Much further down the road, nearing today’s version of the game, we continued receiving superb suggestions such as the addition of visual feedback or this switch from a HUD element to a diegetic UI to represent one of the player’s in-game resources.

Performance Gains

This section won’t cover the general gains of implementing Object Pooling and PCG, as this design principle’s pros and cons have already been well documented [1 – 4] in that regard. What we will cover is how editor-time tools can impact runtime performance, and to what degree.

Need More Tools

Early on in development, MazeGen was our only tool. However much like inheritance (the design pattern), over time many other programs were written based on MazeGen’s design and implementation. Some tools were created to edit individual components of a maze and it’s inhabitants, while others created to translate design work in-editor into poolable data. Other tools were created to assist with debugging, reconfiguring assets for certain platforms, and toggling features.

Each time we added prefabs to the list of poolable gameobjects, initial Scene loading time decreased slightly while disk usage increased by only a few hundred bytes. While a large object pool can have the downside of an initial 1 – 2 second spike in processing consumption during pool initialization, this is easily hidden behind our loading screen. At runtime performance hums, the construction and recycling of massive and complex mazes is unnoticeable to the player. Because we didn’t need to consider the costs of creating new objects and collecting garbage, we were freed to focus engineering efforts elsewhere when time came for optimization and frame-rate centric development. For mobile platforms, when more performant materials were swapped in the gains were huge, improving from barely playable on 2015 – 2016 devices to running well.

Disk Storage

As mentioned above, the more objects we decided to pool, the more disk space we needed to use on an end-user’s device. Additionally certain objects, like obstacles with node-based pathing AI, need much more data saved than simply position, rotation, and scale. However even with a very complex, large maze, populated with plenty of entities, these storage files are under 50KB/maze on average and none over 75KB (yet!) The entire level design of over 30 mazes is stored on ~1.5MB, a drop in the bucket for modern devices.

Hidden Costs

With each new tool added, we coupled our systems further. In retrospect, much like inheritance, we ran into unnecessary coupling and an analogous version of the fragile base class problem. Although no tools actually inherited from MazeGen, its influence on their design and implementation acted like a base class. Because of this, and the tight coupling of components, making modifications to MazeGen or other important tools often led to unintended behavioral changes (bugs). This should come as little surprise to the reader, but in retrospect designing the tools ecosystem from the ground up would have been effective and counteracting these problems. Rather than organically grow the suite of tools over time, based on needs of the team, a systematic approach to tools development would have saved countless man-hours. But alas, we had no idea we would need or develop all of these wonderful programs to aide our production when we began in 2015.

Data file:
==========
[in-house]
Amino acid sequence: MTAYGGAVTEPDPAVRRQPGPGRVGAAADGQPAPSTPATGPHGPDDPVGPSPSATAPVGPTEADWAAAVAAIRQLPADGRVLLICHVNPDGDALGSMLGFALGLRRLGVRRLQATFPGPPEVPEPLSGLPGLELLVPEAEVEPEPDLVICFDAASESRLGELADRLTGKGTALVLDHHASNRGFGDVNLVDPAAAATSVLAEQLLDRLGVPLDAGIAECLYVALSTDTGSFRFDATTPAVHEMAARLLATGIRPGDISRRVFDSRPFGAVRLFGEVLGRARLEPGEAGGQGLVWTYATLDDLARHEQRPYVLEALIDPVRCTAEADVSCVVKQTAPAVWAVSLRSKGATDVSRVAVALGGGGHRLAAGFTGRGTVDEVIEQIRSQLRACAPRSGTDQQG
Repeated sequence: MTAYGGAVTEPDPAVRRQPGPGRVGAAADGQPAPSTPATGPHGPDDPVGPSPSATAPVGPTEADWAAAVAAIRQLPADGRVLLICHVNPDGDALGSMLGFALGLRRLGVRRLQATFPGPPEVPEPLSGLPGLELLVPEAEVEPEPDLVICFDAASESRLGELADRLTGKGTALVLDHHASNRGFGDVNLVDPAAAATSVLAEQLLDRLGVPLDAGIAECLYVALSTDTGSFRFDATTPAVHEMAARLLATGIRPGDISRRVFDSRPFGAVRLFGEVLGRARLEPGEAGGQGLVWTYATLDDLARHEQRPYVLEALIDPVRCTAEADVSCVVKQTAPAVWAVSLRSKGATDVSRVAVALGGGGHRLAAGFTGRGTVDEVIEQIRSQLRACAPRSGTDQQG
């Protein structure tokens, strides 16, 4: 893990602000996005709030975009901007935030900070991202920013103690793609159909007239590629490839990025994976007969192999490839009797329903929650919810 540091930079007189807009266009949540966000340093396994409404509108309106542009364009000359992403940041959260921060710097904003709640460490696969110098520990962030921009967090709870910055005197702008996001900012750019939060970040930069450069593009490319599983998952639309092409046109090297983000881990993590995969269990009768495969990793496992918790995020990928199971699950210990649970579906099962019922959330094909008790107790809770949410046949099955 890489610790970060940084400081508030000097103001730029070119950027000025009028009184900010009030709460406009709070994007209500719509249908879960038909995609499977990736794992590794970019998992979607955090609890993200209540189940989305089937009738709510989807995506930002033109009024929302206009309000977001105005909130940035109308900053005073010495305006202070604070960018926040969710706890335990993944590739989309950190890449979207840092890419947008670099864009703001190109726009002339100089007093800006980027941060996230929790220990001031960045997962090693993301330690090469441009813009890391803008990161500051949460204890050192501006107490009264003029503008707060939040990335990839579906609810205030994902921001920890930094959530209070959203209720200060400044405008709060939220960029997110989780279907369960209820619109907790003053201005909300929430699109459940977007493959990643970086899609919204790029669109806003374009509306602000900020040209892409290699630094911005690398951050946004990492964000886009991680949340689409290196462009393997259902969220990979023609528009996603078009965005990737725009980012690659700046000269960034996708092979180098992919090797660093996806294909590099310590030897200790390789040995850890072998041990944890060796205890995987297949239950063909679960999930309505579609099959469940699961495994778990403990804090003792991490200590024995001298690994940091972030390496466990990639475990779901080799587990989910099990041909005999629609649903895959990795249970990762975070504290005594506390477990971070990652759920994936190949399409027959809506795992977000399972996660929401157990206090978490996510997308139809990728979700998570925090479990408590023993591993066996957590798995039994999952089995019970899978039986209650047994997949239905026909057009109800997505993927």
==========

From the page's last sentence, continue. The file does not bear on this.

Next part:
Admittedly the performance gains detailed are not earth shattering or contemporary; the benefits of PCG and pooling have long since been known and used. However, the real power comes from the duality of these tools. While making the task of designing and instantiating huge amounts of game content simple and efficient, they also provide well-known performance benefits. Although this suite of tools was not without its costs, if a team were to approach game development with the goal of building this type of ecosystem, suddenly certain costs can be greatly diminished. Easier said than done perhaps, something we very much intend to find out as we continue building games as Variance Creative Studios.


The author would like to thank:

  • Tyler Hiemke, for his contributions to MazeGen and other tools
  • Ronald Mraz, for his game design expertise, incredible sound design, and 2 year dedication to the project
  • all of our brilliant alpha and beta testers



  1. Object Pools, Catlike Coding, Jasper Flick,
  2. Improving Performance with Object Pooling
    Microsoft, Microsoft, May, 2017,
  3. Java Extreme Performance: Part 2 – Object pooling
    Peter Veentjer, June, 2010,
  4. “Kevin Hoffman, Fabio Claudio Ferracchiati, Mathew Milner, et al. Pro ADO.NET with VB .NET 1.1, Apress, Berkeley, California, 2005
indie game developer tools
indie game developer tools